(laughing) And just like the original, The Room, you know I think it took everyone’s passion and complete dedication to get it to come out and it really did.
It’s said of course that he was acting a little wild, I know you didn’t get to see it, but he was completely in character the entire time and that really reflects what you just said – he put so much of himself into this film. I think it really encompassed him for probably the entire time he was doing it. Have you heard some stories from people who were on the set seeing his antics?
(laughing) Well, as you probably know, composers are really late in the process – we’re one of the last things that happens. So I um, unfortunately, all the shooting was done by the time I was really getting involved and I didn’t really get a chance to see any of them in person. I did hear some stories, some rumblings, funny little things from Seth Rogen and others about it, and at moments of hilarity or frustration he would break into the accent when we were in meetings and stuff, which was always good fun and a quick way to lighten the mood.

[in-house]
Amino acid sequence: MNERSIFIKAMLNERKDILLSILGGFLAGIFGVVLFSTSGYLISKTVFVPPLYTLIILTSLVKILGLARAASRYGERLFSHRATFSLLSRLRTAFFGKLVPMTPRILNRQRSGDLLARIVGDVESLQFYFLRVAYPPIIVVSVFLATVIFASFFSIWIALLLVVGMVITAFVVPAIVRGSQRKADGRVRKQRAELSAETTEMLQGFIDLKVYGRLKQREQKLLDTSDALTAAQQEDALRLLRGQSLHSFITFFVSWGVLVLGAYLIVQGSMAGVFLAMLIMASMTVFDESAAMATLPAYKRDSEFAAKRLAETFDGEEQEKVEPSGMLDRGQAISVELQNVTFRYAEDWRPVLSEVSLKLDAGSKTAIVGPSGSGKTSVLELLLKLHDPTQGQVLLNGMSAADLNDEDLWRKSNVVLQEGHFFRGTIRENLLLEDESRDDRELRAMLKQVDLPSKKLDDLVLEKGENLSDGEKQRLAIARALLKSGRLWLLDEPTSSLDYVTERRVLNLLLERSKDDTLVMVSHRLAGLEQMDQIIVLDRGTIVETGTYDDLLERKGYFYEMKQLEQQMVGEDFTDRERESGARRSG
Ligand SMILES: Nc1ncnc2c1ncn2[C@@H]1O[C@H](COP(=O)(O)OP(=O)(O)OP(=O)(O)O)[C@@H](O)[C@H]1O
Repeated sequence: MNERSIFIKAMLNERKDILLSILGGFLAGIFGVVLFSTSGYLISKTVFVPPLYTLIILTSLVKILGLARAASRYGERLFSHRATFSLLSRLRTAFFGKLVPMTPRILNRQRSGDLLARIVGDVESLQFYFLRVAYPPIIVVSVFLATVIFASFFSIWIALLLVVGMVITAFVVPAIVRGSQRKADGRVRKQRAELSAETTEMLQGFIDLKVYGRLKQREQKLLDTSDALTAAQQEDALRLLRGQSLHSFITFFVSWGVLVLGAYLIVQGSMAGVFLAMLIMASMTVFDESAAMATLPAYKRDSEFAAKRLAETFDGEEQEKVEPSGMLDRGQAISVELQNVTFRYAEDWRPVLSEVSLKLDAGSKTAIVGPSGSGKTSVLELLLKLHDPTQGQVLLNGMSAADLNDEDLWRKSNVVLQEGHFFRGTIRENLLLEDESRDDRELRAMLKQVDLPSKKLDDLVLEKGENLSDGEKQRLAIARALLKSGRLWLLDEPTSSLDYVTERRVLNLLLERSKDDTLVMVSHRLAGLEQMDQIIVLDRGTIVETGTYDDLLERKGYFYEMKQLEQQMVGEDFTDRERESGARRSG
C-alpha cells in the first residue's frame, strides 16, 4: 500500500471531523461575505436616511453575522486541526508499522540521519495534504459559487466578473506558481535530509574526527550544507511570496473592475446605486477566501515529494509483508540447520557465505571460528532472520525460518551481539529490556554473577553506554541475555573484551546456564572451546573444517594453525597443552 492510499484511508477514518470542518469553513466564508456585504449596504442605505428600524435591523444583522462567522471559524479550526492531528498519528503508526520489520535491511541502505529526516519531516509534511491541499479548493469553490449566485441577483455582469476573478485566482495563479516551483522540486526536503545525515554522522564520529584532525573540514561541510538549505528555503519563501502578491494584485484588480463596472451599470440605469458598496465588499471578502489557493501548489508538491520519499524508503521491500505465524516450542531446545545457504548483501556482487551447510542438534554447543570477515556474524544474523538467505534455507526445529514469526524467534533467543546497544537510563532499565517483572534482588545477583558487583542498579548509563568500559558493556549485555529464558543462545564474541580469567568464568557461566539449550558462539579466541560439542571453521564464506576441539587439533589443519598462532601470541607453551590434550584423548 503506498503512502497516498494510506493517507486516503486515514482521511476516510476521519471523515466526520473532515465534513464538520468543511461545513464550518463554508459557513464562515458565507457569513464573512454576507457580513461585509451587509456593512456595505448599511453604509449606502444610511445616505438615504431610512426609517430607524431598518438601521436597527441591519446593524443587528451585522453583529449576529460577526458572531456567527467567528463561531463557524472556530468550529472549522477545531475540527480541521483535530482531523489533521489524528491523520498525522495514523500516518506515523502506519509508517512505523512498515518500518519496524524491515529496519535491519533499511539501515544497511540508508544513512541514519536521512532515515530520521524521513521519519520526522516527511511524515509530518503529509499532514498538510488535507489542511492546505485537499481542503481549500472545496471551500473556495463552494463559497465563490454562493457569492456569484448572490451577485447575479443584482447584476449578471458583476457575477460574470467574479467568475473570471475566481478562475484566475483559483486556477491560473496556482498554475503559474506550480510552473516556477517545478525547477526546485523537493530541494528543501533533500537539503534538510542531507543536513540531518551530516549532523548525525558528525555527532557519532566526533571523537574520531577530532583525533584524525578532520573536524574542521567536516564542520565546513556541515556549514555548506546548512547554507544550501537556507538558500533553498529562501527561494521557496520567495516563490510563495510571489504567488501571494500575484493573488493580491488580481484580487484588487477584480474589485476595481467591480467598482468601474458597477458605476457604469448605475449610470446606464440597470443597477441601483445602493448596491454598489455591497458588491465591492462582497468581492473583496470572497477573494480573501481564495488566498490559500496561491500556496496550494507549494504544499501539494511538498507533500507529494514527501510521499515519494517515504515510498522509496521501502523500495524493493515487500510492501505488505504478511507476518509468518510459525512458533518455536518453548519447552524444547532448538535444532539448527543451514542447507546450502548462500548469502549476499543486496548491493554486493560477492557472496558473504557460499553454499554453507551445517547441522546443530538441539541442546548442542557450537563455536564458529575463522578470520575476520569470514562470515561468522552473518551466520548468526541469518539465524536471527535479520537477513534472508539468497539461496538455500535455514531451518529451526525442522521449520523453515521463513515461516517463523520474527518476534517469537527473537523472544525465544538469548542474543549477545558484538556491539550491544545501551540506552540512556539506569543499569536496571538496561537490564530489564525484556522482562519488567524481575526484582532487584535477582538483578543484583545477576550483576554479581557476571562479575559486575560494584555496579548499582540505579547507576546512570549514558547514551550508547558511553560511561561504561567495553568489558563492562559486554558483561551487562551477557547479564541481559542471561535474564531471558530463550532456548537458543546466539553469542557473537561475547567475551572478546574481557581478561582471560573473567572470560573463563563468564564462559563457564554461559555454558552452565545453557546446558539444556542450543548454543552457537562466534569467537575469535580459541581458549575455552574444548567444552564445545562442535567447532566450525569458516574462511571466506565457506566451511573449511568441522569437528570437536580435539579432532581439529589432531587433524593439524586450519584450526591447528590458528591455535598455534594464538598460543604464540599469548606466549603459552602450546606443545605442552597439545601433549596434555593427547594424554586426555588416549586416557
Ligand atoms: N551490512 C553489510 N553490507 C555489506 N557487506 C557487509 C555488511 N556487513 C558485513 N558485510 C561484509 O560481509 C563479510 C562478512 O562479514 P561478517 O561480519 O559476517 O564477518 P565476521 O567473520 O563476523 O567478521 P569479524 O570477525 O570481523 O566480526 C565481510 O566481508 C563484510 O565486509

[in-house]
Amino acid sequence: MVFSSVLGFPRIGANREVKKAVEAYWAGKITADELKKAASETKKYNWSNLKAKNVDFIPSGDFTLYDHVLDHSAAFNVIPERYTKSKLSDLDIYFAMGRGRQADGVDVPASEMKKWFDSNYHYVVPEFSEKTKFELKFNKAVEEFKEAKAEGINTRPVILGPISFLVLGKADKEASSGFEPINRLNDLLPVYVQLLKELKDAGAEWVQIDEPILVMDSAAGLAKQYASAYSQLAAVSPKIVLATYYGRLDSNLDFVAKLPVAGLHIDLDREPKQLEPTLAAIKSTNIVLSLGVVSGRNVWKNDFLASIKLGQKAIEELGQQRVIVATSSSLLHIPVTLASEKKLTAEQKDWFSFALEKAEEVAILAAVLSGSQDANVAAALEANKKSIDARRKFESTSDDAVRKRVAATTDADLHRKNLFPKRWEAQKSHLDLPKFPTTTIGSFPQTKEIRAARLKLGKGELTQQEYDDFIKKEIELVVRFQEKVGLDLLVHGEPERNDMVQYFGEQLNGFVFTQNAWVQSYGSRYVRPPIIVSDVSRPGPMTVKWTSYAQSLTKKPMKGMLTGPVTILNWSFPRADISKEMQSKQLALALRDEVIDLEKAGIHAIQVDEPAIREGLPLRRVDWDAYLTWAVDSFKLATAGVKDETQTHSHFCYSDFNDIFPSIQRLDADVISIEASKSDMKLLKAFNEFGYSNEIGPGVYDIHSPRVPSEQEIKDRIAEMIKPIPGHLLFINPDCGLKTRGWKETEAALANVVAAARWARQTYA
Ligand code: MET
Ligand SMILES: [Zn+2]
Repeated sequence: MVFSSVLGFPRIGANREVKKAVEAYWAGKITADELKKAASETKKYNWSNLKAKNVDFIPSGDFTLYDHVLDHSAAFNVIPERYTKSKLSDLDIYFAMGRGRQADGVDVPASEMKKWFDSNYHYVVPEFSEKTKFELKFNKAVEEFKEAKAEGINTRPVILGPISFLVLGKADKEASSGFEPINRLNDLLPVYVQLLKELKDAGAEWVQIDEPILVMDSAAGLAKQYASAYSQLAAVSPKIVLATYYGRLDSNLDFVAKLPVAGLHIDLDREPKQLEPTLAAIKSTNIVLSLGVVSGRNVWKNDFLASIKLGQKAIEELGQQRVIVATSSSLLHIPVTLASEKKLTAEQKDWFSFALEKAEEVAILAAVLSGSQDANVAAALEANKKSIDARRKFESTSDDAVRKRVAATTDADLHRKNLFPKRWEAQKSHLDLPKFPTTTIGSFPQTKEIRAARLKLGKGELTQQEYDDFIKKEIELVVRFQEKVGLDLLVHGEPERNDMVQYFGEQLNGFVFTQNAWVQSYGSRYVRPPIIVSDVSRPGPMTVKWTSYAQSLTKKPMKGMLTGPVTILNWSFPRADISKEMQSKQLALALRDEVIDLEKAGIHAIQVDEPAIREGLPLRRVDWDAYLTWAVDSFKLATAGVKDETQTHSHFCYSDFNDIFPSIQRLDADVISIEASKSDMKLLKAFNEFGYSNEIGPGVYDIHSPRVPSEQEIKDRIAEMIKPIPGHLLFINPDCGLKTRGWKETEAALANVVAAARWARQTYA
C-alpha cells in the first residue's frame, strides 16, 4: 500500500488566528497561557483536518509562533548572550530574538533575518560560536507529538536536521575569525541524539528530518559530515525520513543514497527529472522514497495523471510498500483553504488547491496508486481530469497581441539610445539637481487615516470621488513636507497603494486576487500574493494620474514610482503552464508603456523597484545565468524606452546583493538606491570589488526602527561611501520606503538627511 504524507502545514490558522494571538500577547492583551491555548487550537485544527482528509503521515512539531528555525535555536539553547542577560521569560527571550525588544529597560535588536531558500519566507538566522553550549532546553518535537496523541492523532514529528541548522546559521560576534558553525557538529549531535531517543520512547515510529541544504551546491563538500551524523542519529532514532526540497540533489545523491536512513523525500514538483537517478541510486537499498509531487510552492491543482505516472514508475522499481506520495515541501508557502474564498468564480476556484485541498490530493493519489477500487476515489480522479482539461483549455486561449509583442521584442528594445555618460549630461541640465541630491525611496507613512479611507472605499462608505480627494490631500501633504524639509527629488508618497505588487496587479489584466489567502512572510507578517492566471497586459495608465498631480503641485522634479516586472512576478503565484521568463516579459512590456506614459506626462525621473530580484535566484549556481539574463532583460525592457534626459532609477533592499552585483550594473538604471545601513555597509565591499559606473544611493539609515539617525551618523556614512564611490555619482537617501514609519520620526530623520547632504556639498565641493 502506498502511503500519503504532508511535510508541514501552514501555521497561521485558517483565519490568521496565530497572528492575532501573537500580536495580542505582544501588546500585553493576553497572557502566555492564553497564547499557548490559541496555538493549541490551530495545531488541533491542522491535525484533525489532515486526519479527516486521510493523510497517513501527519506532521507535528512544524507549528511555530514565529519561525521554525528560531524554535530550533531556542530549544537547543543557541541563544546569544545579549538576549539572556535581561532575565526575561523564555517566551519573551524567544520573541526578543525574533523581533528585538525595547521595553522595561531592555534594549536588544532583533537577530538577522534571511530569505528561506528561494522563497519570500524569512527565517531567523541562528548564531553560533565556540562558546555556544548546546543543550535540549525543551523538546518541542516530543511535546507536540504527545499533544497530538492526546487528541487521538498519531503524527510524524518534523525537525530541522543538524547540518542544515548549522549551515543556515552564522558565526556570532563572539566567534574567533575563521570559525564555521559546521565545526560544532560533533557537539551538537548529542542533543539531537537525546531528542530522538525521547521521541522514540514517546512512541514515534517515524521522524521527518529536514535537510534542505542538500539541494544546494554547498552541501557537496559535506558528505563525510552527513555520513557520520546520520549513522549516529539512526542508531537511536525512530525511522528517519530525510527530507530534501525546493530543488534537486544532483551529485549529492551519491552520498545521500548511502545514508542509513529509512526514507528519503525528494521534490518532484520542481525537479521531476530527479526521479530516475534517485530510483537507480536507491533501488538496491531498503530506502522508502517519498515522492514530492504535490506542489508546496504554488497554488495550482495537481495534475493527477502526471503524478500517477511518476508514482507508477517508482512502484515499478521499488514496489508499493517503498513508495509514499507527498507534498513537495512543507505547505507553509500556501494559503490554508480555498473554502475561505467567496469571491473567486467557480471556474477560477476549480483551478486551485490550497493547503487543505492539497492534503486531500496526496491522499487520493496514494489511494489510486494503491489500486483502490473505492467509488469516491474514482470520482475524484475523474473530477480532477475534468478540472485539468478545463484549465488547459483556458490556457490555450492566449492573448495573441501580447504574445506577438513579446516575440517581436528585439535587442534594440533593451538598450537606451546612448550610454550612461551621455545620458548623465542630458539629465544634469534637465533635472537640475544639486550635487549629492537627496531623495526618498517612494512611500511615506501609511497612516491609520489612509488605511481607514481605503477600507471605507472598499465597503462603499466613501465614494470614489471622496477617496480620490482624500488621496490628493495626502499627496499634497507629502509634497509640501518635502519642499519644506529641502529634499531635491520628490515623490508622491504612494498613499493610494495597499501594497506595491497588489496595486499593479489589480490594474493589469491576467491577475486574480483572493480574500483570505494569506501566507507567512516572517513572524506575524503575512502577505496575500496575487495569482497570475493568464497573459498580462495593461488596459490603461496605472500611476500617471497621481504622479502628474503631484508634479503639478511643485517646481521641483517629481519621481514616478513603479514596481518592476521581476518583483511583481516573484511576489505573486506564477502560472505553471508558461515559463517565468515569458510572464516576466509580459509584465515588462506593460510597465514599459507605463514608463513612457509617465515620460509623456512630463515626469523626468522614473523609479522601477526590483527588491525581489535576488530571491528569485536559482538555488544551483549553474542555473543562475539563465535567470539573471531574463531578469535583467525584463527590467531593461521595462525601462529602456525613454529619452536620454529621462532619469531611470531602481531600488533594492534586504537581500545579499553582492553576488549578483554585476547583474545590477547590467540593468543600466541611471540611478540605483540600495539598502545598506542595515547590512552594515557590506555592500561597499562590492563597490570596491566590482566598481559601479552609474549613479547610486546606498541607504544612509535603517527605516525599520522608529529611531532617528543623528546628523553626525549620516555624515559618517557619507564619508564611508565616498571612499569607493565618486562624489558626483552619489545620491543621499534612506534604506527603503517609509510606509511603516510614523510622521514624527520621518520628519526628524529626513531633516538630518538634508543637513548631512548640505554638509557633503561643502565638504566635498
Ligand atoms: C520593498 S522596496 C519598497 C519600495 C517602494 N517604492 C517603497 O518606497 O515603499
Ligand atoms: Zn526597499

You notice that he does that in the interviews after the film. I think he really enjoys putting that accent on.
(laughing) I agree – I totally agree.
I think it must have been really funny, especially for Seth because they work together so much, so it must have been so interesting for him to see such a contrast.
I would imagine, absolutely.
His brother as well, James and Dave Franco were starring in this movie together, and you said that your score aimed to highlight the friendship of the film’s protagonist. Would you say them being brothers made that more natural?